• Look ahead into expanded exemptions. QPP year 2’s leniencies relieve small and rural practices by expanding exemption threshold to cover clinicians or groups who have billed less than $90,000 in Medicare Part B or treat fewer than 200 Part B patients. Your RCM staff should be able to determine quickly if your practice is below this threshold.
  • Set the foundation. MACRA reporting is lost without accurate data. Data analytics tools can work with optimized EHR systems to effectively collect, maintain, document and analyze meaningful patient data, moving beyond the abyss of unstructured information and capturing the entire picture of patient care. Likewise, while providers can continue using 2014 certified EHR technology (CEHRT) for MIPS Year 2, those who use 2015 CEHRT are eligible for a 10 percentage point bonus under the ACI category.
  • Know where you stand. If you submitted quality data in the last calendar year, consider your Quality and Resource Use Report (QRUR) from CMS, which analyzes performance at the Tax Identification Number (TIN) level. Reviewing this will help you assess performance in terms of cost and quality to consider areas to improve. Aspects of this report, like PQRS and Value-Based Payment Modifier, are rolled into MACRA. In addition the QRUR will highlight your physicians ranking among their peers to give you added insight into how forecasting will impact reimbursement as the reporting year unfolds.
  • Ensure accurate coding. Make sure billers and coders fully assess the coding system to find inaccuracies, looking for risks like downcoding or missing modifiers that can impact the overall picture of care and revenue opportunity. The importance of this type of post-care analysis cannot be overstated as these steps can dramatically alter a physician’s composite score.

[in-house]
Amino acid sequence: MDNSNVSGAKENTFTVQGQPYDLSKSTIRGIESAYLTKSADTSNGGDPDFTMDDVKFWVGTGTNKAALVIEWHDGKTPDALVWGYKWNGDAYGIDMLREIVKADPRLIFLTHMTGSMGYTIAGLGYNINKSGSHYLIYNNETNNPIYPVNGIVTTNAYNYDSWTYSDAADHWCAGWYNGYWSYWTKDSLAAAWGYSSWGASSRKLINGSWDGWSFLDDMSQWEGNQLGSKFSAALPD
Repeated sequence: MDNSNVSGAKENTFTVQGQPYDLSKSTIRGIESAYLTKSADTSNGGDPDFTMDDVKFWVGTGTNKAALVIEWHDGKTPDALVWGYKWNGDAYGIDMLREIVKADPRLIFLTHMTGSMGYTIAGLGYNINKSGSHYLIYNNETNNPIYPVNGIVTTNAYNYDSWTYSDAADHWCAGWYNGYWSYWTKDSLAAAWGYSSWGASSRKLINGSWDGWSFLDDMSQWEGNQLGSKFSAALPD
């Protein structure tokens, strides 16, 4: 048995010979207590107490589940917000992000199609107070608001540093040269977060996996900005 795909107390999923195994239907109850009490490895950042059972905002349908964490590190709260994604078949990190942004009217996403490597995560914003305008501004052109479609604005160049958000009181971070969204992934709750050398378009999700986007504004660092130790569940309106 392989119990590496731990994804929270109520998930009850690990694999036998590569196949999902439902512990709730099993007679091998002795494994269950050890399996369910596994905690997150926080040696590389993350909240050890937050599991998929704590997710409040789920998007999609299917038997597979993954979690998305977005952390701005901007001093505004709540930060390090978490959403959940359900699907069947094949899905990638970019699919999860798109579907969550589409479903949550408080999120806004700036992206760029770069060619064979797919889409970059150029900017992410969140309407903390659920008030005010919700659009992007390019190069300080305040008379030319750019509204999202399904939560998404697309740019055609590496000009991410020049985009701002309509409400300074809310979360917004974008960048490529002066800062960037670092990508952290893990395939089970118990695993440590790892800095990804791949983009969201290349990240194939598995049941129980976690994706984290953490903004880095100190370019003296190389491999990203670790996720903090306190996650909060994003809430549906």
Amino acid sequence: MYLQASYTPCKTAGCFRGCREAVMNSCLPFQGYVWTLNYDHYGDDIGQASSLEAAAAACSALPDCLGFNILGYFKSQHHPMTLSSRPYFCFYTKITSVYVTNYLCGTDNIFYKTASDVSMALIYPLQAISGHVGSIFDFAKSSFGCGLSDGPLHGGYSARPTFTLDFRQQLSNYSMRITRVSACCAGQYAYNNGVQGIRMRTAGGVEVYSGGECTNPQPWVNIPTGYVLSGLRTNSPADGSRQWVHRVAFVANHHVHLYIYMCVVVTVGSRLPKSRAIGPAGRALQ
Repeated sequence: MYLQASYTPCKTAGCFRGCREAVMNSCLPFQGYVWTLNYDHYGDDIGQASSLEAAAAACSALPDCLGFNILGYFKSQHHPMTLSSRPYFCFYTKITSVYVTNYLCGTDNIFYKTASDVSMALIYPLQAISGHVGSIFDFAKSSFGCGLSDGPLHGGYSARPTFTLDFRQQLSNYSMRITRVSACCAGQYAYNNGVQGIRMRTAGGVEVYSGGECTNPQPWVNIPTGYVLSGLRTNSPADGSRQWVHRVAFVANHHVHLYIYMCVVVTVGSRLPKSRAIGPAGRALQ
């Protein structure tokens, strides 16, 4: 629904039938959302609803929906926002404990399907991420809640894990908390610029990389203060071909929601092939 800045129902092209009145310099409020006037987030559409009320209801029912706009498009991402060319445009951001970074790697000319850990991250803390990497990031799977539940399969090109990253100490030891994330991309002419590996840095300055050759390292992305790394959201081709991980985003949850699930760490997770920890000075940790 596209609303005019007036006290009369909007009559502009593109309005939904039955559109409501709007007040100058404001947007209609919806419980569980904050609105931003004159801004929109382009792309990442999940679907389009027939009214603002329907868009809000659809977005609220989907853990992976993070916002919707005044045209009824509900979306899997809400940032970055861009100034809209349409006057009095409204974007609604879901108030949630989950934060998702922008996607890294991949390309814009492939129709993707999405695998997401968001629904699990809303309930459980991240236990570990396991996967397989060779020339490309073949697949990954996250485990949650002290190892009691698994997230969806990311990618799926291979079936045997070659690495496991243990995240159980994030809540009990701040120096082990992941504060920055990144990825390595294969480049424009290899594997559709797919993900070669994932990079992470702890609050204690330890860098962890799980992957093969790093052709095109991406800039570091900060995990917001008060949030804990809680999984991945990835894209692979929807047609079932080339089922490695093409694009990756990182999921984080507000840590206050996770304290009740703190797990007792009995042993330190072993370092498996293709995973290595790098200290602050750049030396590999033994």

• Use 2017 to solidify footing. Reporting requirements will only accelerate after 2017. Although the pick-your-pace guideline applies this year, 2018 requires a full year of data for both the quality and cost categories (though cost has no weight on the final score). An organization should use this initial reporting year to reassess performance improvement measures while cementing its MACRA governance committee for long-term success. Under MIPS, adjustments to reimbursement and/or penalty opportunity increases to 9 percent by 2022, so use this first year as a jumping point.
  • Consider future path options. While most organizations may report under MIPS within this first year, they don’t necessarily have to follow suit in future reporting periods. With the insight from financials, decide whether MIPS or APMs reporting best fits long-term stability and growth.
  • Explore virtual groups. An addition to the QPP for Year 2 is virtual-group participation in MIPS. Virtual groups consist of solo practitioners and groups comprised of 10 or fewer MIPS-eligible clinicians coming together virtually for 2018 performance participation with at least one other solo practitioner or group. Your RCM staff is integral in deciding if a virtual group will be financially advantageous for the practice in Year 2 and afterwards.
  • Evaluate future composition of physician groups. Change is constant within the overall composition of physician groups, both from the perspective of new additions or that of attrition. Managers need to consider this financial perspective for impact on MACRA reporting since there is a two-year gap between financial reporting and reimbursement adjustments. QPP final scores will impact providers beyond reimbursement as physician scores will be published online and shared on third-party sites.

So whether you are beginning your MACRA reporting path, moving through strategic planning or in the midst of data collection, consider the significance of RCM on QPP reporting alignment and success, including governance leadership and insight into operational effectiveness. Without financial entities at the MACRA decision-making table, the full picture of reporting measure selection and outcomes cannot be seen.


MACRA, RCM, Revenue Cycle Management